Q: My friend smokes pot a lot in college. When I confronted him, he said that it is not addictive. I am worried about him. What do I do?
A: This is a great question and one I hear often. Clients say, “I smoke weed every night, but weed is not addictive.”
For some, that is true: Marijuana is not addictive. They can smoke and not care whether they ever smoke again or quit smoking and not be bothered by it.
However, that’s not the case for everyone. For many, marijuana poses a substantial risk of addiction. Many people have admitted that although they might not be physically addicted to marijuana, they are psychologically addicted.
A client once told me, “If I need to eat, sleep, relax, be amused, calm down, forget a horrible experience, practice self-love, run errands of any kind, watch TV or create something, I smoke.”
Truthfully, I have heard it all. Some people argue that because marijuana does not have dramatic withdrawal symptoms like alcohol or heroin, it is not addictive. However, there are two errors to this thinking.
First, the THC in marijuana today is more than two times stronger than what it was 20 years ago. THC can affect someone’s brain drastically. I have seen many clients who have developed high anxiety and severe depression from smoking pot and from withdrawing from it.
Because of the increased THC potency, mental distress, panic attacks and other problems have increased. In 2011, nearly half a million visits to ERs were related to problems with marijuana use, and that number has almost doubled today.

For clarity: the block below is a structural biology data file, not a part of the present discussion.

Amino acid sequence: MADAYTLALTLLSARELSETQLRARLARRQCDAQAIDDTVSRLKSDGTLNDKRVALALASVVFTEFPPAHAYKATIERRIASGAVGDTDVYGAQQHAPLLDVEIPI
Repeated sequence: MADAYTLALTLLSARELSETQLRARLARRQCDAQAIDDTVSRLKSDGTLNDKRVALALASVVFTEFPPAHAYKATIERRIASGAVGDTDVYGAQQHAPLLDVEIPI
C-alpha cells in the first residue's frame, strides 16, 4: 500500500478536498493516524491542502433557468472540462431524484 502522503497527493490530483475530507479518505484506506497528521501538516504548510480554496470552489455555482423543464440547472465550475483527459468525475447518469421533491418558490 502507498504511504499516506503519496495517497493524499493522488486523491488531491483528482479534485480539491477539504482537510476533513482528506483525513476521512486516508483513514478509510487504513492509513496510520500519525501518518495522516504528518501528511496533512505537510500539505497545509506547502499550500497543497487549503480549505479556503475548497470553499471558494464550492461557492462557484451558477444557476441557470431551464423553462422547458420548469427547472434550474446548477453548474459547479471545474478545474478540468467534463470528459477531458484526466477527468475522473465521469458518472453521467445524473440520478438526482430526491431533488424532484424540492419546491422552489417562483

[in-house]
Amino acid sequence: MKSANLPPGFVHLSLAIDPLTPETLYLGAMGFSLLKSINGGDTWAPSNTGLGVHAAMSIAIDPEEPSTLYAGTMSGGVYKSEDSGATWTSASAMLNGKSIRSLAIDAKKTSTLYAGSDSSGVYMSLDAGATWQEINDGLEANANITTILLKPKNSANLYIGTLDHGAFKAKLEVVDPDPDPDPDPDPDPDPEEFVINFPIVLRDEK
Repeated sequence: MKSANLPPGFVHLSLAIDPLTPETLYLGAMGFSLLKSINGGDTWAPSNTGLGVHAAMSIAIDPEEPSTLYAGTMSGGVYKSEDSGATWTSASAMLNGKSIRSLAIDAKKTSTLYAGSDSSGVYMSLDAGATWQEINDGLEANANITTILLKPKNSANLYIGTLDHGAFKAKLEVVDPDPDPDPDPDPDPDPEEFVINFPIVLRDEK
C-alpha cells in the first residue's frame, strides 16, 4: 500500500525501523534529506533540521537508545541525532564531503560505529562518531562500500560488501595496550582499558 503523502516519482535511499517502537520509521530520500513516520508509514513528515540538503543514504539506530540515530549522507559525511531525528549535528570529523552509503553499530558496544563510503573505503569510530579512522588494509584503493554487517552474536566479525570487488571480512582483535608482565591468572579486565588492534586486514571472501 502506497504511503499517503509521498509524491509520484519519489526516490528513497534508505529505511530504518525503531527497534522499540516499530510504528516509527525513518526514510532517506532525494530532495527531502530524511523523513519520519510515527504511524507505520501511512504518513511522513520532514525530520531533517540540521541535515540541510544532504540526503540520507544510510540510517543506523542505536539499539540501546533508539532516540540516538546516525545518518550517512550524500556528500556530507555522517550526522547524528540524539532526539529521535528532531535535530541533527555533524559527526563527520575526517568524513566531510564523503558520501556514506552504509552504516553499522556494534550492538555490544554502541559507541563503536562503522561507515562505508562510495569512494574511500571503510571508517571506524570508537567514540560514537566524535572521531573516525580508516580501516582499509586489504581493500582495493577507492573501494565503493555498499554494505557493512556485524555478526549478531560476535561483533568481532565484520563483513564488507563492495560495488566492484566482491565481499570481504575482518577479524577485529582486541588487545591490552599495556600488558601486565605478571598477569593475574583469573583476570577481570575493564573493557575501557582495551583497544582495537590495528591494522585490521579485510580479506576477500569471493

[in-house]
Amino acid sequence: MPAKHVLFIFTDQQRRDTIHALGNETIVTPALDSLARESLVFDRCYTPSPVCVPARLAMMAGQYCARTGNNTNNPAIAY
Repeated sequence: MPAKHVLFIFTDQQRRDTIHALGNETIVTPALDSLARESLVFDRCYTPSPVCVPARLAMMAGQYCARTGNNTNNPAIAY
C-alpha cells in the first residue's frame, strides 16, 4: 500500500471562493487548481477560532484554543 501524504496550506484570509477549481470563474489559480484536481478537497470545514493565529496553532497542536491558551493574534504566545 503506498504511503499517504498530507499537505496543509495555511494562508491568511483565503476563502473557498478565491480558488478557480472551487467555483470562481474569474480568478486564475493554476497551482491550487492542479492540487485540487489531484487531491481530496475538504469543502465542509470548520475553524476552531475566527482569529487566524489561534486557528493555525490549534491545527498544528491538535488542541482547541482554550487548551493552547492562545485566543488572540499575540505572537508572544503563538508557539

Once the marijuana is completely out of the patient’s system, the anxiety and depression decrease substantially.
The other error is the belief that there are no withdrawal symptoms. There ARE withdrawal symptoms.
When a chronic user stops using cannabis, he or she can experience irritability, insomnia, headache, loss of appetite, mood swings, anxiety, depression and, of course, cravings for the drug.
Pay attention to your friend’s behavior.
If he has a good time only if he is high or if there is pot around, that is a problem.
If he refuses to quit and cannot go a day without smoking, that is a problem.
If his grades, social life and moods change, that is a problem.
Different drugs have different effects on the brain and body, but, in nearly all cases, repeated drug use will lead to addictive behavior.
What can you do? If you are worried, the immediate thing you can do is offer support. Talk to your friend and let him know you are concerned and are there for him. Encourage him to seek help from a therapist or call for an evaluation.
You also can talk to me, and together we can figure out how to find professionals who can get your friend healthy again. You can be a positive influence.
For individuals and families struggling with addiction and mental health illness, The Berman Center (www.bermancenteratl.com) is the treatment, recovery and personal advancement resource to help people move from existing to living through an individualized, spiritually holistic approach, best-in-class clinical excellence, and exceptional post-treatment community integration programs. Finding hope, igniting purpose. For more tips on how to approach the above types of situations or answers to your questions about drugs, call The Berman Center at 770-336-7444, or email firstname.lastname@example.org.